Smart companies that have their message creation together do customer-centric messaging. They focus on identifying customers’ and prospects’ unconsidered needs. They’re there to inform, to entertain, to listen, to help; not to sell. They’re speaking to the consumer, not at them. They’er certainly not speaking to their own needs or to make themselves feel as if they’re got the message out there.
So to whom are you speaking?
This was kind of a disturbing thought:
According to Havas Worldwide‘s “New Dynamics of Family” report, one in three adults say technology is destroying family life, and half believe that allowing a child unrestricted access to the Internet is a form of child abuse. Some 92% of children have a digital footprint by the age of two, and now, most adults believe digital technology and the Internet are ruining childhood.
How do you feel about that? I mean we’ve all seen a two-year old handle an iPad or cellphone. Did they seem as if they were being abused? Not to overstate the point since it really wasn’t the focus of the study but it does get one thinking. You can read more about it here.
We raised two children just as the digital age was dawning. Most of our family time was spent doing things outdoors although once the first Playstation hit our home we played video games together as well. Not every day and not in lieu of other things. At the end of the day I think blaming technology is misplaced. Yes, an iPad is a convenient babysitter although all it has done for some is to take the place of the television. Why is it ok to park your kid in front of Sesame Street but not ok for them to play with the Sesame Street app?
I could make the opposite argument. Not allowing kids to understand technology or the social sphere is worse. Going forward the world is going to become more technologically based (although hopefully with better, more intuitive, self-correcting interfaces). Kids need those skills. They need to understand what is appropriate to share and what isn’t. I agree that the kid who does nothing but communicate with a video game controller to the exclusion of human interaction is going to have issues. It’s our job as parents to make sure there is a mix of real and virtual. Excluding either one is bad in my book.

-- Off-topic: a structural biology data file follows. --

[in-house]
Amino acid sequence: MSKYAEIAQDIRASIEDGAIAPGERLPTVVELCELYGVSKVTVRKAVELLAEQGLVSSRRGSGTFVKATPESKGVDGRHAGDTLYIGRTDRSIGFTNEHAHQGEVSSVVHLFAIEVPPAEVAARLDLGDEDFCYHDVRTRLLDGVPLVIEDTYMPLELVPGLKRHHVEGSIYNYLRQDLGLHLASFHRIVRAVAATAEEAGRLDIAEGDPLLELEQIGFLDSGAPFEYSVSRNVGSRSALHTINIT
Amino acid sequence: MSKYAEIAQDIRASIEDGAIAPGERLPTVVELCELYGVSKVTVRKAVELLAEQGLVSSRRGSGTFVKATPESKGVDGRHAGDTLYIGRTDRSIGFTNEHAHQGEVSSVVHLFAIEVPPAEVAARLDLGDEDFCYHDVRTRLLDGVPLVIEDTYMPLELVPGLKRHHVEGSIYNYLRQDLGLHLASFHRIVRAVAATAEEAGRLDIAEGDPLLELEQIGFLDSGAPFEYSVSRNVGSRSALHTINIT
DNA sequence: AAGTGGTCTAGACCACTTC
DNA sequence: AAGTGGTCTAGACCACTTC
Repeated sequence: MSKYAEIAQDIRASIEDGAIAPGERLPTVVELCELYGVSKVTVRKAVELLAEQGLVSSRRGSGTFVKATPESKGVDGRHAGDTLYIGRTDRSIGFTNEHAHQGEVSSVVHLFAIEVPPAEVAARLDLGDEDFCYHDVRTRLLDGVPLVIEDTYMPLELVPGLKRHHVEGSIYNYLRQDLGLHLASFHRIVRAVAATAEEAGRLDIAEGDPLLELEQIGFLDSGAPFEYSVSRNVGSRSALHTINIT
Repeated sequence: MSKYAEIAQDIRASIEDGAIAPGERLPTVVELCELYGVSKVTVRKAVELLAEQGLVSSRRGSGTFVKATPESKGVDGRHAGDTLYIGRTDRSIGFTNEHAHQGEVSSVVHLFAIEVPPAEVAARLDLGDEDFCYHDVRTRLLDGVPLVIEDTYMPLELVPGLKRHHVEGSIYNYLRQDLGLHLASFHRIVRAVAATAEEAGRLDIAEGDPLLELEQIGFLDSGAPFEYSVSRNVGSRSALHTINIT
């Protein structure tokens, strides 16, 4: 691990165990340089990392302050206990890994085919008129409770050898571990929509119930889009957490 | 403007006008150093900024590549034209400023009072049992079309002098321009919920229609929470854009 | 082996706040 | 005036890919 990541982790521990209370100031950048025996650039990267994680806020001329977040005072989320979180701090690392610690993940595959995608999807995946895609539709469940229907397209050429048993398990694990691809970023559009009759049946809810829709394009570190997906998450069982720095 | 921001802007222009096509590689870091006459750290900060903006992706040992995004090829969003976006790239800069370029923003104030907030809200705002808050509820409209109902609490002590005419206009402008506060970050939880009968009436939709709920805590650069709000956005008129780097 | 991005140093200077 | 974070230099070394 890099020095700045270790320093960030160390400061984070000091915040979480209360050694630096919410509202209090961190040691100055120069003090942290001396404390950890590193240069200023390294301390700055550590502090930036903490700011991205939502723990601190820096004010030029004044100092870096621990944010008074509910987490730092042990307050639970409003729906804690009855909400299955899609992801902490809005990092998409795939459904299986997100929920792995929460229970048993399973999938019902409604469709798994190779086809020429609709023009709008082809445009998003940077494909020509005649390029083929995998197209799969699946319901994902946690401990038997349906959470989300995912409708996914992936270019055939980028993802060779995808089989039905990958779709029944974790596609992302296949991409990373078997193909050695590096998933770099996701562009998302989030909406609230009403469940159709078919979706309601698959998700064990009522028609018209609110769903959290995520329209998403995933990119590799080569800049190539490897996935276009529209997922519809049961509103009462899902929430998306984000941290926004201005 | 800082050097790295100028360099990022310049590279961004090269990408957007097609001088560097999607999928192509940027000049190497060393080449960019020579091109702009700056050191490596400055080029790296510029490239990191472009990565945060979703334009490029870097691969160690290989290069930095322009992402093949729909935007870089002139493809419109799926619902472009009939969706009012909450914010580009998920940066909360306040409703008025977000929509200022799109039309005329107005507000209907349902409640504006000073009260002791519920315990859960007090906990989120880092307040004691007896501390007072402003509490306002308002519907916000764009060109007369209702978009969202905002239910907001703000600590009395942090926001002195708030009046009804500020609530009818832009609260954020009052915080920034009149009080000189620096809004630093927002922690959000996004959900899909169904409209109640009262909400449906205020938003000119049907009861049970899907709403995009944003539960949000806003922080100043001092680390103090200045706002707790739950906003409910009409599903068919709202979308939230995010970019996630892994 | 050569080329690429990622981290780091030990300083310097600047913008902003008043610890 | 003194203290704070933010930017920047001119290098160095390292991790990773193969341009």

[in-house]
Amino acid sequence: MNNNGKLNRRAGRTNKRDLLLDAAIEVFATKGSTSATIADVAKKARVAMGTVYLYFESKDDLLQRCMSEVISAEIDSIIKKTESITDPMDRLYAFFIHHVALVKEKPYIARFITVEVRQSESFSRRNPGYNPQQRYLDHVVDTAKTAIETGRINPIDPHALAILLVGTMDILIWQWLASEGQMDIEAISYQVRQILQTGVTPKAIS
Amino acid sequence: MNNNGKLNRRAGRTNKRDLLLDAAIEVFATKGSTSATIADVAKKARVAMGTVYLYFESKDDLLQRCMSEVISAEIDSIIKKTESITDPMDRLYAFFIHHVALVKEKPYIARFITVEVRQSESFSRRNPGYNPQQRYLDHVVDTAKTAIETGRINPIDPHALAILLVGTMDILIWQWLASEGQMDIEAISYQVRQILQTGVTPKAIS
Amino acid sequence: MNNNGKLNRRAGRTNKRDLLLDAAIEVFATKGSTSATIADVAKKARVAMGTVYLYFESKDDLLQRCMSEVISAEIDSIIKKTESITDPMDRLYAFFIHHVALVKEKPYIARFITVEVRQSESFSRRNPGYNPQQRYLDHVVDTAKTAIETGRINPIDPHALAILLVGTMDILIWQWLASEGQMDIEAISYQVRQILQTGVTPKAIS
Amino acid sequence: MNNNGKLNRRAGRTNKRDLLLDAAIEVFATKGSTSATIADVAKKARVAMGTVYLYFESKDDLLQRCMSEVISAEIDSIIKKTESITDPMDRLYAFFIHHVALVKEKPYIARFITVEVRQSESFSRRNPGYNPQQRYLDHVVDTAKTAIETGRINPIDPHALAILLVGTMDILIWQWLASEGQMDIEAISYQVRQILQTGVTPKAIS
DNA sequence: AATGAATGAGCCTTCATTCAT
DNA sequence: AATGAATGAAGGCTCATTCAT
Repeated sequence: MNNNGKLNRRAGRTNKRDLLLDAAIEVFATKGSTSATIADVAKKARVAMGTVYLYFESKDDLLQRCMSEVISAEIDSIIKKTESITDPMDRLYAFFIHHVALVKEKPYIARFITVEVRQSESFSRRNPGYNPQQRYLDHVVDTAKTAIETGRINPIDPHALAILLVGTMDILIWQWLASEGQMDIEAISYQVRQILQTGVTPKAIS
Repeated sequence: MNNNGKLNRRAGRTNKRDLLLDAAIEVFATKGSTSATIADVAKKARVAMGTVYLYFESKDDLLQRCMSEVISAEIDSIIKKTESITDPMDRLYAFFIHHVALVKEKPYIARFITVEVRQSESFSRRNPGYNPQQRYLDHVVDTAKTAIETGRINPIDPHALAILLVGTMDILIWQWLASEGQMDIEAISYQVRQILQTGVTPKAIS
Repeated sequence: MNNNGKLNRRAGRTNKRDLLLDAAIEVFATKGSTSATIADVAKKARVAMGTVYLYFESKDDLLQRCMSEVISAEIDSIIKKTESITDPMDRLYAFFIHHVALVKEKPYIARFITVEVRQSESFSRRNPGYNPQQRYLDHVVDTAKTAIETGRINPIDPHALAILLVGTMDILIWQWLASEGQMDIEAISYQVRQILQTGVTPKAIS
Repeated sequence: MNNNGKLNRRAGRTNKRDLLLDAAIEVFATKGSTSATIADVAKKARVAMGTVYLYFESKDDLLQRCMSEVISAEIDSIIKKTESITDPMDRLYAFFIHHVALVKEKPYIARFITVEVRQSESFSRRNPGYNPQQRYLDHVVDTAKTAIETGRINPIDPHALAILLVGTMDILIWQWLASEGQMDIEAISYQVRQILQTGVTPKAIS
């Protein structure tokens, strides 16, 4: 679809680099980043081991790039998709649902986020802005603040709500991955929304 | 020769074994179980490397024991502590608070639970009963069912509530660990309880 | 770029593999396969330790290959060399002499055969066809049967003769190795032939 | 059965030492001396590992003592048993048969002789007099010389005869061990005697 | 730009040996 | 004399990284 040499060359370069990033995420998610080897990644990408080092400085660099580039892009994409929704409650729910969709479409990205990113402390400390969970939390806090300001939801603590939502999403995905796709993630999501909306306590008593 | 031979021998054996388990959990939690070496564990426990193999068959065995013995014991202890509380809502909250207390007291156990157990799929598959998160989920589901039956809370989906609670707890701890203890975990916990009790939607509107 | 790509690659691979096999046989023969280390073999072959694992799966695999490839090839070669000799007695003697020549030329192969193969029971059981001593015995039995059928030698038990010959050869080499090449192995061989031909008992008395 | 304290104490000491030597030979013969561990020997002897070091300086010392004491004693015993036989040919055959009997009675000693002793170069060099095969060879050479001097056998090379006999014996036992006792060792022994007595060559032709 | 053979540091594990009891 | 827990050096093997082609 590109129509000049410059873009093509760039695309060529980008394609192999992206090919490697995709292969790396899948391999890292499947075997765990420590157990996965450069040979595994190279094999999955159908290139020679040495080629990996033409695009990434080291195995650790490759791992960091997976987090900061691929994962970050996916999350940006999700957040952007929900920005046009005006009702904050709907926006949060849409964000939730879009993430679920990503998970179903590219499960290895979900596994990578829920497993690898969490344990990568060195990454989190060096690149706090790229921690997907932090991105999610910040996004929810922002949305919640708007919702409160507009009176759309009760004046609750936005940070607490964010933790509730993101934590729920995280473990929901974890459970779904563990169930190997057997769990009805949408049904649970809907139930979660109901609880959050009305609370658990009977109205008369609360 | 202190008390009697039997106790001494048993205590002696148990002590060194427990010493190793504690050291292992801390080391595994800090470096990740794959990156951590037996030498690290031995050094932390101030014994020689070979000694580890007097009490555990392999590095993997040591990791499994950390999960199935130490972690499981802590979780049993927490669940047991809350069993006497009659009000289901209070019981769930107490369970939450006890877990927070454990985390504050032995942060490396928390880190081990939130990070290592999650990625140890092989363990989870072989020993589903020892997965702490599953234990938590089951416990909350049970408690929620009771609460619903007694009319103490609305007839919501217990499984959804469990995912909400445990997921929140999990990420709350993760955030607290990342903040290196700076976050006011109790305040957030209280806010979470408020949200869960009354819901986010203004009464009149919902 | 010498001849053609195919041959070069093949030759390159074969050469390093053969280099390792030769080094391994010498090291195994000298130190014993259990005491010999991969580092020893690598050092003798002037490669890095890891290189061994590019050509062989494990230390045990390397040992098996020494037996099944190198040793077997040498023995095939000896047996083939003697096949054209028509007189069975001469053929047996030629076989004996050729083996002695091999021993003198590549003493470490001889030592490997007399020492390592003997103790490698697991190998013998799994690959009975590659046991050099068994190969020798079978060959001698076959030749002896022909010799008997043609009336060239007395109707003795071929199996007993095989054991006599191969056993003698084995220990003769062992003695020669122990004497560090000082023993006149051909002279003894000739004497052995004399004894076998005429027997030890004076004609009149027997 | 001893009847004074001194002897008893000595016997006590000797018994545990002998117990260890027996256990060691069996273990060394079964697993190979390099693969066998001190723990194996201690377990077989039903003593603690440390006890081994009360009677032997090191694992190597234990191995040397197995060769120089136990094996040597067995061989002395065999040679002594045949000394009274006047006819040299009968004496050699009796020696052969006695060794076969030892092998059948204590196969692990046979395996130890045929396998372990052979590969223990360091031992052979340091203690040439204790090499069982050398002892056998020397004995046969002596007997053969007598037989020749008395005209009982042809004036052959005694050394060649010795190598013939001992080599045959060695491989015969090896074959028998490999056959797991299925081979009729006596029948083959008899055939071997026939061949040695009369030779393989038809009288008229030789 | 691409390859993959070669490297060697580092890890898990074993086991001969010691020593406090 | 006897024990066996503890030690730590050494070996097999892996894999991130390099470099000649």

How do you feel about this?
I started to write another post about Dr. King in celebration of his birthday. I went back to something I had written in 2011 which in turn went back to something from 2009. In all candor, I stopped trying to write a new one after heading out into rants on the subject of race relations today. Since we don’t do politics here I’m reposting the older screed. Maybe in honor of Dr. King you’ll go see “Selma”, as imperfect as that film is, and reflect on his message.
Today is the day we pause to celebrate Dr. King’s birthday. I went back and looked at my post from two years ago, which was about dreams – specifically one of Dr. King’s dreams becoming a reality. That was sort of focused on what he saw – his vision. Today I want to focus on one of the great man’s best qualities that influenced how he acted to make that vision real. I think it’s applicable to business. No, it’s not going to be another ethics rant (although those are never out of style in my book). Today, it’s about the most important skill I think all great businesspeople – and great leaders – posses.
To me, great leaders serve to fulfill the needs of their people. For Dr. King, it meant endless meetings with various groups to understand their concerns and explain how broadening civil liberties to be more inclusive could help meet them. For those of us in business, it means paying more attention to the concerns of our customers and co-workers than to our own agenda – these folks ARE our agenda to a certain extent, along with the underlying needs of our businesses. In a word – listen.
Everyone wants to feel as if their ideas and thoughts are being heard if not acted upon. Without someone hearing them, action on those concerns is impossible. Listening, then speaking, brings trust.
I know this isn’t a new thought in this space but it came to mind on this day thinking of Dr. King. If you go back to the early days of Dr. King’s involvement in the civil rights movement, it’s pretty clear that he was a reluctant leader. He was drafted to lead and was kind of unsure of himself. As he listened to the members of the community and other clergy, he realized that he was simply a voice for the community and their agenda became his agenda.
Many of you will be familiar with Stephen R. Covey, who wrote that we ought to “seek first to understand, then to be understood.” I think Dr. King, if he read pop-psychology, would have appreciated that.
What are you listening to today?